Antiseptic smell burns my nose. I sit there in a daze; a cloudy haze fills my every thought making my brain sluggish and unreliable. My sister sitting in the corner with bloodshot eyes staring up at me with sad desperation, an animal trapped by the clean white walls. My hand squeezed so many times I barely notice it anymore. Sitting on that bed with my paper gown, a victim of my own body.
How can she sit there like that? How can she look so small and innocent? It might be the harsh fluorescent lights or monitors surrounding her like monsters about to strike, maybe the gown, that awful hospital gown that makes a slight scratching noise as it scratches across her pale skin. Her skin, God, under her skin she is being attacked. I sit there like an idiot my eyes dried out from too many tears. I could never erase that image from my mind.
Looking back now, that was the moment that changed my life. How could it not? At the time I thought it was the end, cancer, the word of death. I was diagnosed with cancer, my own body attacking me from the inside. Eating away at my organs making me useless. I could not comprehend it, I could not process or digest this news. I sat there in my foggy world and let the minuets tick by.
Finally I snapped out of it. I was hit by the full realization. I am eighteen! I can’t die yet! I wanted to leave, escape the muted colors and failing smiles, run into the sunset and never return. I don’t want to die in this clean room. I want to experience the world I never had time for. I wanted to see my family and celebrate life! I was eighteen and not ready to leave without a bang!
My parents did not approve. My doctors did not approve. They insisted I stay, demanded I take their medication, begged for chemotherapy. No. Within a week my family hosted a party for me. Sort of a going away party, not because I was dying but because I was finally living! When I was diagnosed I made a decision. I made the choice not to let this disease control me. My family has supported me all of my life constantly protective and on my side no matter what. It was their total trust and understanding that I found the most helpful during this time. We were a unit, a group together through to the end, sooner or later. My whole family came together and surrounded me with loving arms. Aunts, uncles, cousins, they came from all over the United States to keep my spirits up and just be there.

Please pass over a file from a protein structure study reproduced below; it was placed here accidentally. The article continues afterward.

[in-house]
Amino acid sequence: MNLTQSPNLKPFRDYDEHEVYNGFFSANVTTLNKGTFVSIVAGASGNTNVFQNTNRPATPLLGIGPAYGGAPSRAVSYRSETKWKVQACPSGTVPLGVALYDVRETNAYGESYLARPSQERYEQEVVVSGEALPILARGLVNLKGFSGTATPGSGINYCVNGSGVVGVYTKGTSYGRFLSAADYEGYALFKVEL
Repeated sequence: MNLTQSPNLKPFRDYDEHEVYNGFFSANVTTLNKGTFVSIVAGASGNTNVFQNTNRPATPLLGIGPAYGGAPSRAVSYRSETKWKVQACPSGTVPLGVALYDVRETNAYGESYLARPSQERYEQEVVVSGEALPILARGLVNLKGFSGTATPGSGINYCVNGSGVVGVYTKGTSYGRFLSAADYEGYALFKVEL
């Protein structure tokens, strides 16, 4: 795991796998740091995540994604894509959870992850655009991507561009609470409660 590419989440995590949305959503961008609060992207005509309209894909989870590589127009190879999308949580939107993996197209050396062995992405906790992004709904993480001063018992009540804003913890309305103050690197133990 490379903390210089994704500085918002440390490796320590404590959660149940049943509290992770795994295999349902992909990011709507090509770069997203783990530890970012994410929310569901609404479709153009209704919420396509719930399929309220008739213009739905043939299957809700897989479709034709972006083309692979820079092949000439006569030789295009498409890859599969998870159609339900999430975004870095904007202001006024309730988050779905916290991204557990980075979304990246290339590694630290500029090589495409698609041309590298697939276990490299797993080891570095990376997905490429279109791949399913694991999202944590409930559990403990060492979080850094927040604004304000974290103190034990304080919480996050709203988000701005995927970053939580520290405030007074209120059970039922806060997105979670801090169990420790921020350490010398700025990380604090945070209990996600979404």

We had a great time, a true celebration of life and family. Next, I bought a plane ticket to Gatwick international in London. I had a plan, one last adventure with my sister, to see the world. We went to London, Barcelona, and Vienna. We traveled to Slovakia, Italy and France. I never had so much fun in my entire life. We saw the world! I never thought I would make it the whole way. Mary (my sister) had to do a lot of the hard stuff. We traveled in style, hotels and shopping, spas, and beaches. There were times that were harder than others, I knew she was afraid, but so was I.
We made it, three months abroad and we made it back home. This was an even bigger party! My family and I talked. We are a unit so we decided my treatments as a unit. We were ready for a fight on this one. We went to the hospital prepared for a fight, but it didn’t come. They tested me, scanned, poked, prodded, and palpated, and found nothing. It had only been a few months since I was diagnosed. Nothing had changed, except for me. I had changed. I was surrounded by love, traveled the world and experienced life to the fullest. I was diagnosed with Non-Hodgkin Lymphoma in the summer of 2008; I am cancer free and attending college in the spring of 2010. If this has inspired or helped you in any way, please help, go to www.survivingmespthelioma.com for more information
By: Bubna, Jenna